The bike’s rear tire is fully repaired and ready to ride! Unfortunately, the current windstorm is going to last until 8 PM tomorrow night which means it’s going to be at least a 2-day storm this time instead of three. I just don’t dig riding in strong winds and having to bundle up to avoid the wind chill factor.
I grabbed some nice landscape photos along the way but they aren’t as good as the Nikon can do. I would love to have a bike stand like they have at the shop to raise and lower the bike, but they are a bit too large and rather expensive too. The bike had all of its components adjusted including the brakes and a check on the brake pads.
I asked how long the brake pads should last, the tech said about 1200 miles, depending on how you use the brakes. This is the same thing as car brakes but very much simplified. My brake pads are about three-quarters through their service life with 800 miles now on the bike.
I told the guy what I heard when the tire popped and that I was able to complete a 14-mile ride and made it home before the tire fully deflated. He was amazed that I got to 800 miles before blowing a tire. Apparently, most people have a blowout well before my 800 miles! Why do they blow so easily?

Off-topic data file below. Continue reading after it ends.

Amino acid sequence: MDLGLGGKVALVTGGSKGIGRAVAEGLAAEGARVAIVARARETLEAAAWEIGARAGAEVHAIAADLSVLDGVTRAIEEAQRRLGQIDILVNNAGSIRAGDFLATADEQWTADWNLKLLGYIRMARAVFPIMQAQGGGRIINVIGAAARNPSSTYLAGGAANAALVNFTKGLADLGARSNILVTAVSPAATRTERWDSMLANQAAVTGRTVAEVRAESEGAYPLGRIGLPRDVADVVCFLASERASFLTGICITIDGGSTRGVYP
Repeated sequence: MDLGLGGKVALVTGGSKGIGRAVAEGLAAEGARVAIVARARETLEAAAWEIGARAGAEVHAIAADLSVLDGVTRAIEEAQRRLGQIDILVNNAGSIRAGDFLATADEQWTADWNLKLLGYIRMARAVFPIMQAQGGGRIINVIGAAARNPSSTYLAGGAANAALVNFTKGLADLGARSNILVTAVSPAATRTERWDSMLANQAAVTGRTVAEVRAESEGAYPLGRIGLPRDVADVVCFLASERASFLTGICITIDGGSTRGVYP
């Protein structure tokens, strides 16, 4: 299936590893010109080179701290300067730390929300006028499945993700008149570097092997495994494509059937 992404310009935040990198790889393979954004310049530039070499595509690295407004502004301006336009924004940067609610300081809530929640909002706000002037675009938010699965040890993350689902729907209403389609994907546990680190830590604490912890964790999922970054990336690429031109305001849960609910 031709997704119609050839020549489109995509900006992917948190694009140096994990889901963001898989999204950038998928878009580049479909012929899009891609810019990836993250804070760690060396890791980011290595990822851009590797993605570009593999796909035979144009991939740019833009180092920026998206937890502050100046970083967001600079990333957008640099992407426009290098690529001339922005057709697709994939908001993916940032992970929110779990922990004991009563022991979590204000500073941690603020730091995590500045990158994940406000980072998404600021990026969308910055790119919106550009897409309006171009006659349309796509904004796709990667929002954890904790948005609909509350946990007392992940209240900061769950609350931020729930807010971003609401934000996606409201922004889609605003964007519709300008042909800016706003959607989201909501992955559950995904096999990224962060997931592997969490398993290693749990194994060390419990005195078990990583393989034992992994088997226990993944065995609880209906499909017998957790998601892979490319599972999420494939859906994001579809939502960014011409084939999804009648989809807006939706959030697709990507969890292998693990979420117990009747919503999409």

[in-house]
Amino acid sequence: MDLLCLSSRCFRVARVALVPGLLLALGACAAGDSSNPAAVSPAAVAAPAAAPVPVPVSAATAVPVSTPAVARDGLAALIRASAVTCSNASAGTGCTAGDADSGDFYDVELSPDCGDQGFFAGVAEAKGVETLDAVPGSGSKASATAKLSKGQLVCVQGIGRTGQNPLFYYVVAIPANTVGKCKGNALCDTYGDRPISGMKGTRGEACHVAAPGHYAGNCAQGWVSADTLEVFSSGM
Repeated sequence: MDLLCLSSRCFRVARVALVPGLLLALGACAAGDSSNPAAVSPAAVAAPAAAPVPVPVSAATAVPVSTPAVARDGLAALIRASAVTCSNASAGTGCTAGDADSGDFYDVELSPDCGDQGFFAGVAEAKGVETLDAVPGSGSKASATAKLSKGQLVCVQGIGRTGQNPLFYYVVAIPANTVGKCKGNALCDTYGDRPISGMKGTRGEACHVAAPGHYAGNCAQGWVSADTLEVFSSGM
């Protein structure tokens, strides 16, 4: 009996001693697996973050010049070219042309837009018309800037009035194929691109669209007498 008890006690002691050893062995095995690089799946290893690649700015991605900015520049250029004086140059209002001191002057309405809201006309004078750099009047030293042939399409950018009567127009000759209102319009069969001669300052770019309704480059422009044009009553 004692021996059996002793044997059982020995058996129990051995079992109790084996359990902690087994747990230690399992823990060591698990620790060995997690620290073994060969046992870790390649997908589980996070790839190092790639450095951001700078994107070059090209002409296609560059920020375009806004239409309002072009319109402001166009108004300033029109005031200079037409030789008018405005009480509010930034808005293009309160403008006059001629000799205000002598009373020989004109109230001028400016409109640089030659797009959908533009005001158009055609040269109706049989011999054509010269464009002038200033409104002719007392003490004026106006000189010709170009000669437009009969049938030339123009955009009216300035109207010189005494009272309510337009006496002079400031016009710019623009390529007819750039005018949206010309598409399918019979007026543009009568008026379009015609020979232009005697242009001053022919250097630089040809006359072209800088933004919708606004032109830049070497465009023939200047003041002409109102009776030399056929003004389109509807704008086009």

The tire itself isn’t very thick which of course makes them more easily popped. To compensate, I had the tech put a liner (not sure of the actual name) inside the tire that goes between the tire and tube. This makes it much more difficult for things like glass to penetrate the tire and tube.
I told him what I found stuck in the tire and didn’t believe that it could have blown the tube out. He said oh yes it can! All it was was a very tiny thorn-like piece you see on a rose bush. Really?! That’s ridiculous, hence the liners were installed. So, that’s my Sunday fun day and excitement!